About the book, The Whiskey Sea
- Publisher: Lake Union Publishing (August 23, 2016)
Motherless and destitute, Frieda Hope grows up during Prohibition determined to make a better life for herself and her sister, Bea. The girls are taken in by a kindly fisherman named Silver, and Frieda begins to feel at home whenever she is on the water. When Silver sells his fishing boat to WWI veteran Sam Hicks, thinking Sam would be a fine husband for Frieda, she’s outraged. But Frieda manages to talk Sam into teaching her to repair boat engines instead, so she has a trade of her own and won’t have to marry.
Frieda quickly discovers that a mechanic’s wages won’t support Bea and Silver, so she joins a team of rum-runners, speeding into dangerous waters to transport illegal liquor. Frieda becomes swept up in the lucrative, risky work—and swept off her feet by a handsome Ivy Leaguer who’s in it just for fun.
As danger mounts and her own feelings threaten to drown her, can Frieda find her way back to solid ground—and to a love that will sustain her?
Buy, read, and discuss The Whiskey Sea:
About the author, Ann Howard Creel
Ann Howard Creel was born in Austin, Texas, and worked as a registered nurse before becoming a full-time writer. She is the author of numerous children’s and young adult books as well as fiction for adults. Her children’s books have won several awards, and her novel The Magic of Ordinary Days was made into a Hallmark Hall of Fame movie for CBS. Creel currently lives and writes in Chicago. For more information about Ann’s work, visit her website, annhowardcreel.com.
The Whiskey Sea is my first review after a month off. I needed the month, but, it seems, I needed this book as well. Last month I turned 46, and I’ve found that as I’ve grown older, I’ve also grown impatient with novels where the women let other people save them. Frieda, in The Whiskey Sea, has help at times, but fundamentally she saved herself, and I really love that about her.
In truth, Frieda’s a bit prickly for a lead character. She’s fiercely independent, stubborn, and overly cautious when it comes to trusting people – the latter with good reason as her mother was the town whore – but somehow, I found myself liking her anyway. Her self-reliance and determination practically leap off the page and demand that you take notice, and her flaws only humanize her.
Then there’s her little sister, Bea. Frieda spends much of her childhood playing mother to Bea, mostly out of necessity, but the sisters’ bond never really fades and while the younger sister is often overshadowed by the older, her arc is crucial to the plot.
If Frieda and Bea are at the center of The Whiskey Sea the men in the story are the satellites in orbit around them. There are two, specifically, that bear mentioning: Silver, the man who decides, basically on a whim, to give the two orphaned sisters a home, is the man who kicks off the tale. Old and set in his ways, he makes a snap decision that changes all their lives.
Sam Hicks is the constant in Frieda’s life from the time she graduates from high school, onward. Steady, solid, ever-present, he reminds me of all the fisherman and clammers I used to see in my cousin’s diner early in the morning when I was a kid.
All together, this story has everything: a coastal village setting, the historical background of prohibition, and the rum-running that went along with it, and a gritty coming-of-age story that doesn’t assume ‘of age’ means eighteen, but understands that we all come into ourselves at their own pace.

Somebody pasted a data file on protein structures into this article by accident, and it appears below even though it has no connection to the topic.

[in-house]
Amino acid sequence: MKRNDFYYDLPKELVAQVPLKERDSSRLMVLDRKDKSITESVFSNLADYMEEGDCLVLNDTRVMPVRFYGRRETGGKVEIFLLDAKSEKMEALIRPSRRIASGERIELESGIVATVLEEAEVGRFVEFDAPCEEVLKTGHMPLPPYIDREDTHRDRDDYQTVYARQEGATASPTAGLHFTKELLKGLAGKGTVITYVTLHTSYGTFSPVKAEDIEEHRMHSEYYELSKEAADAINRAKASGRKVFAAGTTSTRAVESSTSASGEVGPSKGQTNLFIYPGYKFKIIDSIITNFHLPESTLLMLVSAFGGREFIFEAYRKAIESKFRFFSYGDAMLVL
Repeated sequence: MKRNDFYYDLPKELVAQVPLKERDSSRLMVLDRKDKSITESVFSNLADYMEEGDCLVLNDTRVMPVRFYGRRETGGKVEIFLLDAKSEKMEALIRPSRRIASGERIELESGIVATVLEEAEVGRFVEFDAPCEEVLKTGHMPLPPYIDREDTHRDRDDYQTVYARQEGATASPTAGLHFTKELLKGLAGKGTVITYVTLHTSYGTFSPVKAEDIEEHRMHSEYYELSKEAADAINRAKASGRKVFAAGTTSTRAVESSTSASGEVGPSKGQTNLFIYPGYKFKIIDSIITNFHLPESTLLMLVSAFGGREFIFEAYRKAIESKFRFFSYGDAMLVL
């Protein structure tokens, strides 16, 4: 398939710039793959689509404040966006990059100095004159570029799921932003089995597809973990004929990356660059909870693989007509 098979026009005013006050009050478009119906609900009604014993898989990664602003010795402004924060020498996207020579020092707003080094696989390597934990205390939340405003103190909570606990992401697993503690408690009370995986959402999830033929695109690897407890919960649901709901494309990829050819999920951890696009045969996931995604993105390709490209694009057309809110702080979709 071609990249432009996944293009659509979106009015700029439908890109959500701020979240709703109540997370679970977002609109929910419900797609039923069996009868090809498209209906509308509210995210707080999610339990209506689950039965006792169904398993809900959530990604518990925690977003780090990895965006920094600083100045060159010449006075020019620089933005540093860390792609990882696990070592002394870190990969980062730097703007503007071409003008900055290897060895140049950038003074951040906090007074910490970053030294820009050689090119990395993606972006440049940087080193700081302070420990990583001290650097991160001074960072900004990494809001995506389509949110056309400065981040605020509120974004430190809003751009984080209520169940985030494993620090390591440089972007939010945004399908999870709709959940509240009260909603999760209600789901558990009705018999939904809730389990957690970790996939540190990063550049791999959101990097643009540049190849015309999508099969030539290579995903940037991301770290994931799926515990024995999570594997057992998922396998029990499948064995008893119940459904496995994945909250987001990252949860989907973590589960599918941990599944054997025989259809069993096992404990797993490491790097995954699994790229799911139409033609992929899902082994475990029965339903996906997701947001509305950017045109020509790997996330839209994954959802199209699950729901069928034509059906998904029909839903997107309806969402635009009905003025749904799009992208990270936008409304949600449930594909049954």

For me, though, this novel was special in ways over and above the brilliant writing and compelling story. It was special because the setting – Highlands, New Jersey, is where my own roots are. My family lived ‘over in Atlantic Highlands’ (the two towns are adjacent) and my cousins ran a local diner not far from the harbor. Seeing the historical depiction of a place that is literally in my blood made this book feel magical to me.
Author Ann Howard Creel is a deft and masterful storyteller. Her characters feel incredibly real, and this novel is the perfect book to immerse yourself in on a crisp fall evening, or a sultry summer afternoon, or pretty much any other time.
Goes well with Manhattan-style clam chowder (that’s the red kind), fried clams, and a cold beer, but not an IPA, because they’re too hoppy.
One lucky reader in the U.S. or Canada will get a copy of The Whiskey Sea mailed to them by the publicist. How? you ask. I’ll tell you.
There are three ways to enter (one entry per person for each choice, so if you do all three, you’re entered three times).
- Find my tweet about this book and retweet it (I’m @Melysse).
- Find my Facebook post about this book and like/share it (I’m MissMelysse).
- Leave a relevant comment on this post.
Winner will be chosen from those entries received by 23:59 CDT on 21 September 2016.
Monday, August 22nd: Musings of a Bookish Kitty
Tuesday, August 23rd: You Can Read Me Anything
Wednesday, August 24th: Staircase Wit
Thursday, August 25th: I Wish I Lived in a Library
Friday, August 26th: Thoughts on This ‘n That
Monday, August 29th: BookNAround
Tuesday, August 30th: Black ‘n Gold Girls Book Reviews
Wednesday, August 31st: Caryn, The Book Whisperer
Thursday, September 1st: Sharon’s Garden of Book Reviews
Monday, September 5th: Patricia’s Wisdom
Tuesday, September 6th: Just Commonly
Wednesday, September 7th: Reading is My Superpower
Thursday, September 8th: Write Read Life
Monday, September 12th: Bibliotica
Tuesday, September 13th: Melissa Lee’s Many Reads
Thursday, September 15th: View from the Birdhouse
Friday, September 16th: FictionZeal
Monday, September 19th: Reading the Past